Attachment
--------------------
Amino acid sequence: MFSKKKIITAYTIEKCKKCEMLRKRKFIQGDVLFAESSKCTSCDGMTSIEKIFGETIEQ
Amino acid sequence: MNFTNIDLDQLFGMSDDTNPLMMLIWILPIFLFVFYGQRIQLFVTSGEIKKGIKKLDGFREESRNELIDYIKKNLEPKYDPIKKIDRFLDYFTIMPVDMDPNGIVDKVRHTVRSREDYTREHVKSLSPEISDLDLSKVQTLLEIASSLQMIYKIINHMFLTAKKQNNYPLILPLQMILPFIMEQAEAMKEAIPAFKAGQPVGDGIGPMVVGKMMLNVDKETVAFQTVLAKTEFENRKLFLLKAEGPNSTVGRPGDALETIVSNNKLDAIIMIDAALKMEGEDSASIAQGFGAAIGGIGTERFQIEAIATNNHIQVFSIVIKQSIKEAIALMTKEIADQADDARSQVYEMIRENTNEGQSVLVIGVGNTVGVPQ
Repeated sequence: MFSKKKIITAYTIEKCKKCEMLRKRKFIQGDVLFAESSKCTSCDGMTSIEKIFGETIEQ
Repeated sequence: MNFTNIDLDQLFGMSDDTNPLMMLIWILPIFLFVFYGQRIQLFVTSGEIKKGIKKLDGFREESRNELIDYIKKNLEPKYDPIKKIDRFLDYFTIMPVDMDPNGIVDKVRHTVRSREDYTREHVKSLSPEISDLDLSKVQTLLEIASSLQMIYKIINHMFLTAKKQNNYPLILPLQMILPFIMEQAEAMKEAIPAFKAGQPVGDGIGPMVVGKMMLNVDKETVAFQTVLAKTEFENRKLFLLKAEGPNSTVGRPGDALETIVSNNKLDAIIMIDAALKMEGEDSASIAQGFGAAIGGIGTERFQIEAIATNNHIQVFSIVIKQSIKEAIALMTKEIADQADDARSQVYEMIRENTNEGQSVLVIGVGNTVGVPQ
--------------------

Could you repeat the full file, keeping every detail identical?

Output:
Amino acid sequence: MFSKKKIITAYTIEKCKKCEMLRKRKFIQGDVLFAESSKCTSCDGMTSIEKIFGETIEQ
Amino acid sequence: MNFTNIDLDQLFGMSDDTNPLMMLIWILPIFLFVFYGQRIQLFVTSGEIKKGIKKLDGFREESRNELIDYIKKNLEPKYDPIKKIDRFLDYFTIMPVDMDPNGIVDKVRHTVRSREDYTREHVKSLSPEISDLDLSKVQTLLEIASSLQMIYKIINHMFLTAKKQNNYPLILPLQMILPFIMEQAEAMKEAIPAFKAGQPVGDGIGPMVVGKMMLNVDKETVAFQTVLAKTEFENRKLFLLKAEGPNSTVGRPGDALETIVSNNKLDAIIMIDAALKMEGEDSASIAQGFGAAIGGIGTERFQIEAIATNNHIQVFSIVIKQSIKEAIALMTKEIADQADDARSQVYEMIRENTNEGQSVLVIGVGNTVGVPQ
Repeated sequence: MFSKKKIITAYTIEKCKKCEMLRKRKFIQGDVLFAESSKCTSCDGMTSIEKIFGETIEQ
Repeated sequence: MNFTNIDLDQLFGMSDDTNPLMMLIWILPIFLFVFYGQRIQLFVTSGEIKKGIKKLDGFREESRNELIDYIKKNLEPKYDPIKKIDRFLDYFTIMPVDMDPNGIVDKVRHTVRSREDYTREHVKSLSPEISDLDLSKVQTLLEIASSLQMIYKIINHMFLTAKKQNNYPLILPLQMILPFIMEQAEAMKEAIPAFKAGQPVGDGIGPMVVGKMMLNVDKETVAFQTVLAKTEFENRKLFLLKAEGPNSTVGRPGDALETIVSNNKLDAIIMIDAALKMEGEDSASIAQGFGAAIGGIGTERFQIEAIATNNHIQVFSIVIKQSIKEAIALMTKEIADQADDARSQVYEMIRENTNEGQSVLVIGVGNTVGVPQ